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AFTER YOU I Susan Wood l Somewhere I wake in the dark. The air doesn't move, waiting for rain. Heat sits on my chest, pins me down by the wrists, and I think of endless, unforgiving summers, the way we held anger between us, like hands, like the death of hands. Our bodies coming together like fists, the bodies of strangers colliding at intersections, the bruised and bitter streets. 2 There's another street, a window glowing red at dusk, where you wait for night to absorb the last shreds of light, for blame to strike against the pane like a jagged, broken moon. I imagine you sitting alone, bourbon and ice in your glass, while any song with the word blue in it plays on the radio. Memory has its consolations, the translation of an imagined event into the blue the sky is some evening after rain, washed with pink and gold like summer dresses. Guilt plants its whiskey kiss on your lips. 3 Your father sits on the bed. You can never do enough, he says, touching your face. In your hands loneliness shatters like a mirror, and you want to walk through mirrors, through walls, breaking everything 14 • T h e M is s o u ri R eview open. No one will ever love you enough. Everyone has secrets. You listened in on dreams, took them as your own, your kisses breaking into my mouth, stealing my breath. 4 Sometimes another man's lips move like birds over my body, promising everything. Or there's the promise of despair, as when a woman stands in an empty field one afternoon in winter and her glance scatters over the field like birds startled by something both strange and commonplace: the casual surprise of what we choose to remember, a day shaped to any change of weather, rain, our lives in danger. 5 I handle being alone carefully, with attention, as one might handle an unfamiliar knife, gently running a finger along the blade, measuring its strength, its weight in the palm. The cutting edge is grief. I have my secrets back, and breath to stir the air with, somewhere in the dark. It's a story where forgiveness hardly matters, a story of knives and rain: how memory cuts into us, opening the soft place at the heart of things. Susan Wood T h e M is s o u ri R eview • 15 ...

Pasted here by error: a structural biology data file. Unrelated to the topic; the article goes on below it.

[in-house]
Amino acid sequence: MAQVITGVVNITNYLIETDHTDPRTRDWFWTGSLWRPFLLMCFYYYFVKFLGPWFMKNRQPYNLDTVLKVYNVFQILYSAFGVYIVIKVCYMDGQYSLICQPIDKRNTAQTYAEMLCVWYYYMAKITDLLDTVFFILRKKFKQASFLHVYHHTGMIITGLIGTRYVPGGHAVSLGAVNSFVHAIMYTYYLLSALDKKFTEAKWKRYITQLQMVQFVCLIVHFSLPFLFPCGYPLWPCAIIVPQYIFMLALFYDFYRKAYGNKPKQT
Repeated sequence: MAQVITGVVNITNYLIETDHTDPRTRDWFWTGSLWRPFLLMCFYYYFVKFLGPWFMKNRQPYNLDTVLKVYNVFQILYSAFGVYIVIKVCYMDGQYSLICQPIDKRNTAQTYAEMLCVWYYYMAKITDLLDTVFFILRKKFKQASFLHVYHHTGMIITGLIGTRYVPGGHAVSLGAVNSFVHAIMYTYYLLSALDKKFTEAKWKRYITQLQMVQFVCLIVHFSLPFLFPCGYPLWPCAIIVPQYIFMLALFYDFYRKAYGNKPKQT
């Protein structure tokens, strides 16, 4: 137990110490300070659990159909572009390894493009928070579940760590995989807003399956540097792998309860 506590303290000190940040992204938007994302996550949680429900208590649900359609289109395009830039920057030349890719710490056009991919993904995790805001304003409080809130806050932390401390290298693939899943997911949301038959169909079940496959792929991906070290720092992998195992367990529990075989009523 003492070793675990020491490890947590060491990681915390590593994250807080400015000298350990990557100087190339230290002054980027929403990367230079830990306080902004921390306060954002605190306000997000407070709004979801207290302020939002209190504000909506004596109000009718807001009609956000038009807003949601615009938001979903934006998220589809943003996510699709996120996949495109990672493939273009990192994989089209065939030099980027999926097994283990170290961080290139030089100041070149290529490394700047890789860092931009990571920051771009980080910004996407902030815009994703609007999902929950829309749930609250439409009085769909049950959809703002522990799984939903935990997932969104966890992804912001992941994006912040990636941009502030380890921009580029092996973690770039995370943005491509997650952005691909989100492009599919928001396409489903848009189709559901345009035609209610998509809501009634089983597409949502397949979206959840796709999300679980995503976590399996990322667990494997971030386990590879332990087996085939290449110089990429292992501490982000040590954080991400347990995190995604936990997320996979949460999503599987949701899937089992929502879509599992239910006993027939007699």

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pp. 14-15
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